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                • #9
                  do you have a 3d printer? i made a couple for my mini build of the entire faceplate, double sided taped it down and ran around with a flush cut bit with bearing on the top.

                  Or i just make one out of wood like your first photo, but a bit cruded looking

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                  • #10
                    The fist pic is a work of art, but it is thick. I've been using 1/2" or 5/8" material.
                    For a quick rectangle I make to saw cuts on the table-saw, square that up and glue in a scrap piece in the end.



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                    • #11
                      Originally posted by 3rutu5 View Post
                      do you have a 3d printer? i made a couple for my mini build of the entire faceplate, double sided taped it down and ran around with a flush cut bit with bearing on the top.

                      Or i just make one out of wood like your first photo, but a bit cruded looking
                      Nope, don't have a 3D printer but would love to own one - any suggestions on this subject?

                      What about software?

                      Sometimes it's just faster and easier to make stuff by hand and a lot cheaper as well.

                      We apply the tools we know the best . . .

                      Thanks.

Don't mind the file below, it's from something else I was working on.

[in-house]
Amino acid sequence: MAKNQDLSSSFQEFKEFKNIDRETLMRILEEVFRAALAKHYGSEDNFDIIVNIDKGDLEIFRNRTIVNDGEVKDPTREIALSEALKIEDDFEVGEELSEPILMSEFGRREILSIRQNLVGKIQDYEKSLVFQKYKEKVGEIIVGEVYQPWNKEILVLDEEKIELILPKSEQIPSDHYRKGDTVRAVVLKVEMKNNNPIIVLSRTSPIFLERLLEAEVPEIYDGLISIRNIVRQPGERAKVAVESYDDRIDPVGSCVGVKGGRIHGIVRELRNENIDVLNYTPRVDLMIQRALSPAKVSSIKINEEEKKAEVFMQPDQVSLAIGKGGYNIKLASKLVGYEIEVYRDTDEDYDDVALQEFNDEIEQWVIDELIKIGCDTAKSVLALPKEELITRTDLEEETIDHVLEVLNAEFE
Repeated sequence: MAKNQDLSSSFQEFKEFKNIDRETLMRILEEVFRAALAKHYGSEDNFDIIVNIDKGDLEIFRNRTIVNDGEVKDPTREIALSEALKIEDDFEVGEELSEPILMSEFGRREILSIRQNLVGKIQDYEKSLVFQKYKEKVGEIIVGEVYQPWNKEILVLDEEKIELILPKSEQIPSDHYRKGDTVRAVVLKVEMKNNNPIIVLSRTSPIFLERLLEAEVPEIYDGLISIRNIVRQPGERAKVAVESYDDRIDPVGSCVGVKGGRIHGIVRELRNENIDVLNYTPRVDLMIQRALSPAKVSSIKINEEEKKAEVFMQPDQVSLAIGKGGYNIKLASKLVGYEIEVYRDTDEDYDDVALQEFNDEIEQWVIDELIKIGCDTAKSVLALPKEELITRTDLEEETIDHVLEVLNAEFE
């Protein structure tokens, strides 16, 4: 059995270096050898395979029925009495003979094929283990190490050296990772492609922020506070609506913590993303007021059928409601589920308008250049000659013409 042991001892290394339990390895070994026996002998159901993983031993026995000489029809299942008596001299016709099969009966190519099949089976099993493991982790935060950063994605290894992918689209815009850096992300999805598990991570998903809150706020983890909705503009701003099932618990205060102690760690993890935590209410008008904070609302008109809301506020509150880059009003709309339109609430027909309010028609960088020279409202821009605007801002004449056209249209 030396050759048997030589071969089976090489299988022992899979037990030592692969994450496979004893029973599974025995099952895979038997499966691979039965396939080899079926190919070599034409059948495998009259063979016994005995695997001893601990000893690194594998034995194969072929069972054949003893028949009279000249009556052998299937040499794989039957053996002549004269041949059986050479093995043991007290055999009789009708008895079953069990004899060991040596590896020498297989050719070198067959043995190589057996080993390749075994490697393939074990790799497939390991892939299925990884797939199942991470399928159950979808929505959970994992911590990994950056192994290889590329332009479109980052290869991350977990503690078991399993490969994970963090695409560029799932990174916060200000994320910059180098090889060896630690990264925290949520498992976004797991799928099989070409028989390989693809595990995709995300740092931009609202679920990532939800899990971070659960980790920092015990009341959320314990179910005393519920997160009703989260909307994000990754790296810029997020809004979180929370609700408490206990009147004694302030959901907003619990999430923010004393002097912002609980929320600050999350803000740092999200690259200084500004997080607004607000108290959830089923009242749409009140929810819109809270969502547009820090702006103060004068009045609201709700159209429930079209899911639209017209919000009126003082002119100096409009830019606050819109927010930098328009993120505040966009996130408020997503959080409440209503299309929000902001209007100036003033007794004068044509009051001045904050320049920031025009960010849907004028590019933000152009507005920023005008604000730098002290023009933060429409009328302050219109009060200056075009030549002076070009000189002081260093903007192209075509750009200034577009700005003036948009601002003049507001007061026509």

Comment


                      • #12
                        Originally posted by HIFY GUY View Post
                        The fist pic is a work of art, but it is thick. I've been using 1/2" or 5/8" material.
                        For a quick rectangle I make to saw cuts on the table-saw, square that up and glue in a scrap piece in the end.


                        I was thinking about just cutting templates out of thin hardboard with a jig-saw then finish sanding the edges but that takes a lot of time and is easily messed-up.
                        A laser printer would be the "cat's meow" for this work, wouldn't it?

                        Just need a good fire extinguisher handy in the shop and smoke evacuation system . . .

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                        • #13
                          Originally posted by Steve Lee View Post

                          Nope, don't have a 3D printer but would love to own one - any suggestions on this subject?

                          What about software?

                          Sometimes it's just faster and easier to make stuff by hand and a lot cheaper as well.

                          We apply the tools we know the best . . .

                          Thanks.
                          I recently bought an ender 3, which was a budget one, the slicer program is free (using cura), you can use Autodesk fusion 360 which there is a free version of but.i use AutoCAD as I have a licence for my job. There are a few free design packages

                          Downside is size is restricted to 200*200*200mm on mine and prints take hours, when doing it by hand may take 15-30mims depending on the complexity

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                          • #14

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                            • #15
                              I like it.

                              Thanks, David.